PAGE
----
1. In the teaching of our Lord.—The single instance in which our Lord is reported to have used the word ἱλάσκομαι, in Luke 18:13, has little bearing on the question whether He thought His work a propitiation. This question must be considered on the broader ground of His thought of the relation in which His work stood to the Levitical sacrifices out of which the idea of propitiation grew. Now, the Evangelists believed much relating to His birth, lifework, and death to be the fulfilment of OT prophecy (Matthew 1:23; Matthew 2:6; Matthew 2:18; Matthew 3:3; Matthew 4:15-16; Matthew 12:18-21; Matthew 13:35; Matthew 21:5 etc.). They evidently got this impression from our Lord Himself, who saw the OT fulfilled in Himself (Matthew 11:10; Matthew 13:14-15; Matthew 21:42, but esp. Matthew 5:17 and Luke 24:13-31). He did not view His work and teaching as a break in the continuity of religious historical development, but as woven into its evolving progress. He came to fill the Law and the Prophets full of a new meaning by stripping them of Rabbinic accretions and revealing their deepest spiritual import. He saw His life and death related to Moses (the Law) and all the Prophets.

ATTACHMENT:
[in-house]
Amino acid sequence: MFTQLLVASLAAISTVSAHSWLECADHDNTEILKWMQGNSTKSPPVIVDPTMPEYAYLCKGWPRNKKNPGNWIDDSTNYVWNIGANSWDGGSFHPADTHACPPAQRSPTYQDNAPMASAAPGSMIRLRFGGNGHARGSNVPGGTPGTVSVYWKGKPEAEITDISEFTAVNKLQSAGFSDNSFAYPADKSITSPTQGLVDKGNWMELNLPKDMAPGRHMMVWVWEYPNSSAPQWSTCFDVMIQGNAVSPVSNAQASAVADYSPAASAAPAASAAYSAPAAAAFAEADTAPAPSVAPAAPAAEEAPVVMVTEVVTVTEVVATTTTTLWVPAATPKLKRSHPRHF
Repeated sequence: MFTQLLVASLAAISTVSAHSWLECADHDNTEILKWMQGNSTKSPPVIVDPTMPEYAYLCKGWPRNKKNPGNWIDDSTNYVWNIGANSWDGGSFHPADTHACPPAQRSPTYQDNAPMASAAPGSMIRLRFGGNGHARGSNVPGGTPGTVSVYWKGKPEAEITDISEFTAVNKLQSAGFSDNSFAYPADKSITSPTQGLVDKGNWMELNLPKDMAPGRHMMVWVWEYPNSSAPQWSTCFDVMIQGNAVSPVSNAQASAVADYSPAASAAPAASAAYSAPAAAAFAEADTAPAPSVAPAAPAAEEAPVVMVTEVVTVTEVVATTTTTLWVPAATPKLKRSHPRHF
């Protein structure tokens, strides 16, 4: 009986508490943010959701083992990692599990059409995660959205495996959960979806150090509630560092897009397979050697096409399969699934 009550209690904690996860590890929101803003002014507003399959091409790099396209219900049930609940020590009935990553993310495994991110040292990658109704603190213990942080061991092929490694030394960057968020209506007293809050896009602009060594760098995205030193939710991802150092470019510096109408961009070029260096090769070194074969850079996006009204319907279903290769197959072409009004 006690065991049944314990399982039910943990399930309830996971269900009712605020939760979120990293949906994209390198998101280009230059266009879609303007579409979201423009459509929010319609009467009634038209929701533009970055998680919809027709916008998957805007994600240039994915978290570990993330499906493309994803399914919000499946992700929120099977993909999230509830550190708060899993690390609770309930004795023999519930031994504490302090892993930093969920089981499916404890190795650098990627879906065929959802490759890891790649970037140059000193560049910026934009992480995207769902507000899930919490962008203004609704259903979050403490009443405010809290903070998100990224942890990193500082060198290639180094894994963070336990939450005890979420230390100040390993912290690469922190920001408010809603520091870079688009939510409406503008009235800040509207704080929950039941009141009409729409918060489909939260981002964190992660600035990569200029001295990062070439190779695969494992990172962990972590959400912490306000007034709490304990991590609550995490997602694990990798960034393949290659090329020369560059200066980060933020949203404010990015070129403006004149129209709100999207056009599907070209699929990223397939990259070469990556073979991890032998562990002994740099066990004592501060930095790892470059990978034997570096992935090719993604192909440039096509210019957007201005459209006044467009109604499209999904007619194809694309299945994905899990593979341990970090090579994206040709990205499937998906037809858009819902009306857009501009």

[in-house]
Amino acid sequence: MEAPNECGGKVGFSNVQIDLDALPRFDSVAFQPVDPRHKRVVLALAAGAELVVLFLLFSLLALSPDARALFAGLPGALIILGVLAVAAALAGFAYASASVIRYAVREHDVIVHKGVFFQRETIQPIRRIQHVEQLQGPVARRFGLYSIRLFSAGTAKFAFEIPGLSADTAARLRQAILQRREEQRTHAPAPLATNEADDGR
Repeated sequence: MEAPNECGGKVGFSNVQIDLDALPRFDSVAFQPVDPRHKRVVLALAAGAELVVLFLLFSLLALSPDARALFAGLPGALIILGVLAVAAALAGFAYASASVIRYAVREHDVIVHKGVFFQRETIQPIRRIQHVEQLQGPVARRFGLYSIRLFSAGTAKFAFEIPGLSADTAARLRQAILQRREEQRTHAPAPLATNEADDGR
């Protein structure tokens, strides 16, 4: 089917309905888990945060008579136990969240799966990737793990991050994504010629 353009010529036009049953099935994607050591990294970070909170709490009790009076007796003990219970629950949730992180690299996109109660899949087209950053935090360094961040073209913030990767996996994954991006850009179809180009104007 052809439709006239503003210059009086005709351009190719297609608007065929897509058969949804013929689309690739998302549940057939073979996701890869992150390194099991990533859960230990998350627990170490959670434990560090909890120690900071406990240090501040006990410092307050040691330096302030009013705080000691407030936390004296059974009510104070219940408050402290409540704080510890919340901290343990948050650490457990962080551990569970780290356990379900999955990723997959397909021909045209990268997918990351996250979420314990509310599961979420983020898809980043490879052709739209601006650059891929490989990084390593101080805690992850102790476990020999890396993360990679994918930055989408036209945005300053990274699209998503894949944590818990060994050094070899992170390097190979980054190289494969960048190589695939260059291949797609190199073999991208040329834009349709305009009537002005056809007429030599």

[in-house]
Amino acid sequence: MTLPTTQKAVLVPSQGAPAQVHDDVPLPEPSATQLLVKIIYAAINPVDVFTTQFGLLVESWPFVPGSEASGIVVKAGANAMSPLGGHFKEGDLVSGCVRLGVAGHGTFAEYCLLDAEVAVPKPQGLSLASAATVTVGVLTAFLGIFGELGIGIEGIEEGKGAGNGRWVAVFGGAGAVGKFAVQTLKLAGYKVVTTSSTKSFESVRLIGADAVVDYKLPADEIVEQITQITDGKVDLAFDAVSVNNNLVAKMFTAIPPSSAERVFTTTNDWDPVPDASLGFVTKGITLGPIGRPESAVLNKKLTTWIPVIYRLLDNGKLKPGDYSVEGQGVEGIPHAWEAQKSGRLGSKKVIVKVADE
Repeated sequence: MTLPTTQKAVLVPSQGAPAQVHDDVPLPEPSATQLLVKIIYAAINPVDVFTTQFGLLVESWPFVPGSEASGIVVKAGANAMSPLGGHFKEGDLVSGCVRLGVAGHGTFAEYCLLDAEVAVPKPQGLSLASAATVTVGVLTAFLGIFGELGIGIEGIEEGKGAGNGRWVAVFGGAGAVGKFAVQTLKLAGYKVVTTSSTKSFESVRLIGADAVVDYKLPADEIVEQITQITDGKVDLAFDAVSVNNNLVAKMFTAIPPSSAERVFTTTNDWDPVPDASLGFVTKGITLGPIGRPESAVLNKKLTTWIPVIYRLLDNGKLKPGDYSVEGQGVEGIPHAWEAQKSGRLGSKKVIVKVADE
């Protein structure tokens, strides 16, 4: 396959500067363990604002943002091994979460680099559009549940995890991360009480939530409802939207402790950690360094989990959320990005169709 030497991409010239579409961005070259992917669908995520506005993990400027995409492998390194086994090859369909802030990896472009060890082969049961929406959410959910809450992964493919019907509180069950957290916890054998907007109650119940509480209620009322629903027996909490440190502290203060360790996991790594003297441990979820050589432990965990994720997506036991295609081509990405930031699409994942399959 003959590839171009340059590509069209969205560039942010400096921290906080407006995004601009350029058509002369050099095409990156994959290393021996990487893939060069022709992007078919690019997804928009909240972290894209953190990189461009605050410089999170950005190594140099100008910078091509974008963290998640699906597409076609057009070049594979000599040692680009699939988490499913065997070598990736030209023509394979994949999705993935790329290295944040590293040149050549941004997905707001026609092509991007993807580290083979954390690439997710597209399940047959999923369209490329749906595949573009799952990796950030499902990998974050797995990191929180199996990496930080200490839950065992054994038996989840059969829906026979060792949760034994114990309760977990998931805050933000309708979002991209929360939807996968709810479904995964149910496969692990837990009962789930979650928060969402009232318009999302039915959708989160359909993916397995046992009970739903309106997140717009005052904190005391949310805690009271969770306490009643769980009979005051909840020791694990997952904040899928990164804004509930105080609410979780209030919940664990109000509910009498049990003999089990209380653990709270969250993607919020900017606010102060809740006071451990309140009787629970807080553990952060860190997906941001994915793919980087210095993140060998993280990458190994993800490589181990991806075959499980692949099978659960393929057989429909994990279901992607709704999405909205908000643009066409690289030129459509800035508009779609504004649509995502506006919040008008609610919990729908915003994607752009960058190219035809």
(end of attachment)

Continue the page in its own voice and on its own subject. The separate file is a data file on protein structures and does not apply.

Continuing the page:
In view of this general conception, we must interpret our Lord’s references to His death. The place His death had in His thought, apart from the more direct teaching as to its purpose and import, makes it plain that it was deemed of paramount importance in His mission work. Interpreting His words at His baptism (Matthew 3:15 ‘Thus it becometh us to fulfil all righteousness’) in the light of Matthew 20:22-23, but especially of His words in Luke 12:50 (‘I have a baptism to be baptized with, and how am I straitened till it be accomplished’), it would seem that His death was before Him from the first as an essential part of His mission. Of the same meaning is Mark 2:20 (cf. Matthew 9:15, Luke 5:35) of the taking away of the bridegroom. He foretold that His resurrection would follow His death (Matthew 12:40 || Luke 11:29). He dwelt upon the details of His betrayal and death (Matthew 16:21, cf. Mark 8:31; Mark 10:32-34, Luke 9:22). In connexion with these prophetic statements He gives the warning: ‘He that doth not take his cross and follow after me, is not worthy of me,’ and ‘he that loseth his life for my sake shall find it’ (Matthew 10:38-39; Matthew 16:24-25, cf. Mark 8:34-35 and Luke 9:23-24, see also John 8:28), referring, doubtless, to the manner of His death.